Is Nasturtium Poisonous Or Edible?

Is Nasturtium Poisonous Or Edible?

What tastes pungent, bitter or otherwise “extreme” is quickly classified as inedible or even poisonous. In fact, poisonous plants usually signal the dangerous ingredients through their taste. But is the nasturtium also poisonous? Or is the decorative plant not edible after all?

Poisonous or not


South American blood flower is especially popular because of its bright, large-sized flowers. Whether in the garden, on the balcony or even the home windowsill, it delights countless amateur gardeners. But also hobby cooks profit from it. Especially the decorative blossoms are used in the kitchen to decorate salads with intense splashes of color, to garnish desserts or to enhance other dishes. Therefore, you can confidently assume that Tropaeolum should at least not be so dangerous that it can harm people.

This assessment is exactly right, because in fact, not only the decorative flower decoration can be safely eaten. In addition, all components of the nasturtium are not poisonous and therefore edible:

  • Roots
  • Stems
  • Leaves
  • Blossoms


NOTE: In Peru, the native country of the nasturtium, the bulbous root thickenings of the bulbous nasturtium Tropaeolum tuberosum are even cultivated and harvested specifically. Similar to potatoes, they can be boiled or roasted and eaten whole or as a paste. Thus, it used to contribute as a staple food to the sustenance of indigenous tribes.

The taste


In principle, edibility is of course first defined by whether a plant is toxic or harmless from a medicinal point of view. Beyond that, taste also determines whether a plant can actually earn a standing as a food. Various descriptions by testers, cooks and gardeners result in a rounded taste picture with the following characteristics:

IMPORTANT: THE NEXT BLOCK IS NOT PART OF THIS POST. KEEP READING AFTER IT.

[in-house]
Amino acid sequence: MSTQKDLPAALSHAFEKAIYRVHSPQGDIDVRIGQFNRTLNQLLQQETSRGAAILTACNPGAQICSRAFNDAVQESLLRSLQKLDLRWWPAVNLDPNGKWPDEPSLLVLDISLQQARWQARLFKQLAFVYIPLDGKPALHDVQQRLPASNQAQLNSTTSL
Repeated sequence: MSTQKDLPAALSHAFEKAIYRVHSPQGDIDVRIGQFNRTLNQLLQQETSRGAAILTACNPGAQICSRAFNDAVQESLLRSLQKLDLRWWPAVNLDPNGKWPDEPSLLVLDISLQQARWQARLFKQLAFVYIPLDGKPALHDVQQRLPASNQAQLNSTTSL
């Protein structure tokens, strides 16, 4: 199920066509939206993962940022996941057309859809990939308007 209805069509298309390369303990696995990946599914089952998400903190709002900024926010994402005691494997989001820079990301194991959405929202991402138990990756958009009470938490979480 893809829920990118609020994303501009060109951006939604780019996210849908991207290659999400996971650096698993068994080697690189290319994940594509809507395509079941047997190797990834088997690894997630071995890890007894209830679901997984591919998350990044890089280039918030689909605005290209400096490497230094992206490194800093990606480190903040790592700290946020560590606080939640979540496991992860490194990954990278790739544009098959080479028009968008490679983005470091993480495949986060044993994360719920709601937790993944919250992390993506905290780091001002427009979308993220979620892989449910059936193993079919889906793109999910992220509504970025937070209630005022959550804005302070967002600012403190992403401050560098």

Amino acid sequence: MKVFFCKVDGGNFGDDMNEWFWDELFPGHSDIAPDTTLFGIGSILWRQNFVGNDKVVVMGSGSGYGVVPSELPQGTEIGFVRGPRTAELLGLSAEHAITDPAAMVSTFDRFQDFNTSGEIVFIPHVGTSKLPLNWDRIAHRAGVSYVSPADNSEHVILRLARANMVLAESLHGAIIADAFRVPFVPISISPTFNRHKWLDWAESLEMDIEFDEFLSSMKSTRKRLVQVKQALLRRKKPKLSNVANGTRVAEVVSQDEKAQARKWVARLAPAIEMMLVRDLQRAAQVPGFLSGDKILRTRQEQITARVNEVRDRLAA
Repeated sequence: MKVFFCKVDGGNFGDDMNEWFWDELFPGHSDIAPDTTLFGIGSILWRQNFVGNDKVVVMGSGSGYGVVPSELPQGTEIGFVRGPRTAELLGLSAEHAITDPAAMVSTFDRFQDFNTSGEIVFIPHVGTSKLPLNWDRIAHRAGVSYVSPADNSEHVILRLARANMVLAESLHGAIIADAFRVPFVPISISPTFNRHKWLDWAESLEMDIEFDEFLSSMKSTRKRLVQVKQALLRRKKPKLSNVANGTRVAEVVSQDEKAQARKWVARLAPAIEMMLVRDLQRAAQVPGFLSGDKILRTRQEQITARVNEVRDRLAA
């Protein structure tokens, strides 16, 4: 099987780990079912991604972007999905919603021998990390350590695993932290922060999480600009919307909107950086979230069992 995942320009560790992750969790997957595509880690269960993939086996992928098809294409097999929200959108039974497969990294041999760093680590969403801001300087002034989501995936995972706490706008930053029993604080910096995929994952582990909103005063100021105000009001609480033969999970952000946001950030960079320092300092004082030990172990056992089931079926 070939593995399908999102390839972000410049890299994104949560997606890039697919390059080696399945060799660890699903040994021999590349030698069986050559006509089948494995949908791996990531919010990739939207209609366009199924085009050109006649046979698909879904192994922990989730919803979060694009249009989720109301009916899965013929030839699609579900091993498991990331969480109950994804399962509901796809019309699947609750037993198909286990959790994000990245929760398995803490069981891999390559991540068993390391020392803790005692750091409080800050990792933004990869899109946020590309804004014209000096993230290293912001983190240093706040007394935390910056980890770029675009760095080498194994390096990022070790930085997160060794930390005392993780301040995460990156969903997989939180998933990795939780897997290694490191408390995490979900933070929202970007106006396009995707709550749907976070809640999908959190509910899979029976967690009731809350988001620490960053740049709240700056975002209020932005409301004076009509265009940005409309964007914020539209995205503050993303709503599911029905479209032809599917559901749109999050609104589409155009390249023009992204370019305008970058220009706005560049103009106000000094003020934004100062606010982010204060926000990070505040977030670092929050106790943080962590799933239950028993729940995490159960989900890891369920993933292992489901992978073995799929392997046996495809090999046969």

• Spicy
  • Slightly spicy
  • Similar to rocket (both cruciferous plants)


The pungency comes mainly from the mustard oils contained. This substance, which is actually contained as a protective mechanism of the nasturtium, is completely harmless to humans and even rounds out the portfolio of valuable contents. Beyond the mustard oils, these other substances are contained:

  • Vitamins, especially vitamin C
  • Minerals
  • Trace elements

NOTE: Originally, mustard oil is contained in the intact plant as mustard oil glycoside. Only when the cells are destroyed by tearing, chewing, etc. does the substance react with the enzyme myosinase, which is also present, to form mustard oil. It is the oil itself that causes the pungent taste. Although this is irrelevant to the eater, one could say that the nasturtium thus only becomes pungent through the eating process itself.

Health-promoting properties


Sometimes nasturtium is even described as a medicinal plant. This is because the combination of ingredients is said to have numerous positive effects on the human organism, which have also been repeatedly medically proven today:

  • Promotion of blood circulation
  • Stimulation of appetite and digestion
  • Promotion of blood purification
  • Stimulation of all organs


Antibiotic effect against bacteria, viruses and fungi due to mustard oil
However, the active ingredients of nasturtium can be obtained much easier today by other means, so that it is disappearing more and more as a widespread remedy and plays a role at most in naturopathy.

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